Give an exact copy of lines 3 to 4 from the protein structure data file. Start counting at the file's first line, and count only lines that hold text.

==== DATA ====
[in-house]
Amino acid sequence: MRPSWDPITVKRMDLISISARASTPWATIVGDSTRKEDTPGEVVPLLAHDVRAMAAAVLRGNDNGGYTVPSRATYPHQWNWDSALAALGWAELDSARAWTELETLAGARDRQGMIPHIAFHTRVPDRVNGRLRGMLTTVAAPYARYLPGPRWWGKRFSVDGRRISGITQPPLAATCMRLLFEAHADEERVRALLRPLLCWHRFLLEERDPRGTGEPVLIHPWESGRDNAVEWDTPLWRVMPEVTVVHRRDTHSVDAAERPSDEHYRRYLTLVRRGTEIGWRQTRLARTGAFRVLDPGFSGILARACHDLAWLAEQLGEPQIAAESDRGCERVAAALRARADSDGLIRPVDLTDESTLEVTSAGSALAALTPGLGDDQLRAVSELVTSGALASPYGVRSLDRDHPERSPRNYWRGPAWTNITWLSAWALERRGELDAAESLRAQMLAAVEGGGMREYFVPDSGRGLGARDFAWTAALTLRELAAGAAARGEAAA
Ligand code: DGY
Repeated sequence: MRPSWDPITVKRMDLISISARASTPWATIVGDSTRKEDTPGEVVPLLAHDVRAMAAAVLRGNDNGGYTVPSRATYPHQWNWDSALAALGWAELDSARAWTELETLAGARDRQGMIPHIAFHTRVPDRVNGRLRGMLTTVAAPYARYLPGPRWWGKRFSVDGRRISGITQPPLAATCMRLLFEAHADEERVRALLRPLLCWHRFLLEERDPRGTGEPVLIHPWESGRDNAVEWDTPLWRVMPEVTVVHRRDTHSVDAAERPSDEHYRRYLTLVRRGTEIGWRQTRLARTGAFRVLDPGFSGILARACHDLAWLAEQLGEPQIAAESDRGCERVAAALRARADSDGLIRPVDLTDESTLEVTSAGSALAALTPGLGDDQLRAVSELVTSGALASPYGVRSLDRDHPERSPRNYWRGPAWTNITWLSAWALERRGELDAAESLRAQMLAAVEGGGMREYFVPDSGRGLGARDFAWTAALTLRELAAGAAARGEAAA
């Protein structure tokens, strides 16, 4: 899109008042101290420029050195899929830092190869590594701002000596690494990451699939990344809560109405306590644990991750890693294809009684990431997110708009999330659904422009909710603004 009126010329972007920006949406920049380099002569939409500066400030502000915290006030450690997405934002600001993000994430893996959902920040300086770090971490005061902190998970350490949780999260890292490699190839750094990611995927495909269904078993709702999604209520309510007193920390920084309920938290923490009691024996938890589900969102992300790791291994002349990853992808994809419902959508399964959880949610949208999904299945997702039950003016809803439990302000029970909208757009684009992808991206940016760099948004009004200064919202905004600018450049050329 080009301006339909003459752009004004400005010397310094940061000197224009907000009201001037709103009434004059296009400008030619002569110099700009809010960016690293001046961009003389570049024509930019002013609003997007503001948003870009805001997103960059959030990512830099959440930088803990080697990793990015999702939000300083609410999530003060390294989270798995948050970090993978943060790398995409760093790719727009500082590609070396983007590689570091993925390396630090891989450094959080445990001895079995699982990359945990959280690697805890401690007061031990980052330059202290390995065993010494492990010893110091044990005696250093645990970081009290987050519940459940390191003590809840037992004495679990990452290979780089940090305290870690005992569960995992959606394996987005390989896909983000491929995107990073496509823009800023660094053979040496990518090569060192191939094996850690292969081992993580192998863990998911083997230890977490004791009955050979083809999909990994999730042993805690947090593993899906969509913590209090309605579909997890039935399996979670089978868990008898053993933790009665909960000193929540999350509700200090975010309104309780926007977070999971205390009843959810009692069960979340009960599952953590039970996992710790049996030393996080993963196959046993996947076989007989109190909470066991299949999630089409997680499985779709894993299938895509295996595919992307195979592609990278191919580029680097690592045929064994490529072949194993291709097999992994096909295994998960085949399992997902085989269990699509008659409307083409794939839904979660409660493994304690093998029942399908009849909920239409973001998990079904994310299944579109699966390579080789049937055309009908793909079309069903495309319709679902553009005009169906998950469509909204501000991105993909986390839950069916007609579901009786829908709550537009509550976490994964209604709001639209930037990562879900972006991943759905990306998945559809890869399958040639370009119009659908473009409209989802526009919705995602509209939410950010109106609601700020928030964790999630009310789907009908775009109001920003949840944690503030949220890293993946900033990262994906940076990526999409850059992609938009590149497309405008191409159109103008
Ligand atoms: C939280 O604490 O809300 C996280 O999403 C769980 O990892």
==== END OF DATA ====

Ligand code: DGY
Repeated sequence: MRPSWDPITVKRMDLISISARASTPWATIVGDSTRKEDTPGEVVPLLAHDVRAMAAAVLRGNDNGGYTVPSRATYPHQWNWDSALAALGWAELDSARAWTELETLAGARDRQGMIPHIAFHTRVPDRVNGRLRGMLTTVAAPYARYLPGPRWWGKRFSVDGRRISGITQPPLAATCMRLLFEAHADEERVRALLRPLLCWHRFLLEERDPRGTGEPVLIHPWESGRDNAVEWDTPLWRVMPEVTVVHRRDTHSVDAAERPSDEHYRRYLTLVRRGTEIGWRQTRLARTGAFRVLDPGFSGILARACHDLAWLAEQLGEPQIAAESDRGCERVAAALRARADSDGLIRPVDLTDESTLEVTSAGSALAALTPGLGDDQLRAVSELVTSGALASPYGVRSLDRDHPERSPRNYWRGPAWTNITWLSAWALERRGELDAAESLRAQMLAAVEGGGMREYFVPDSGRGLGARDFAWTAALTLRELAAGAAARGEAAA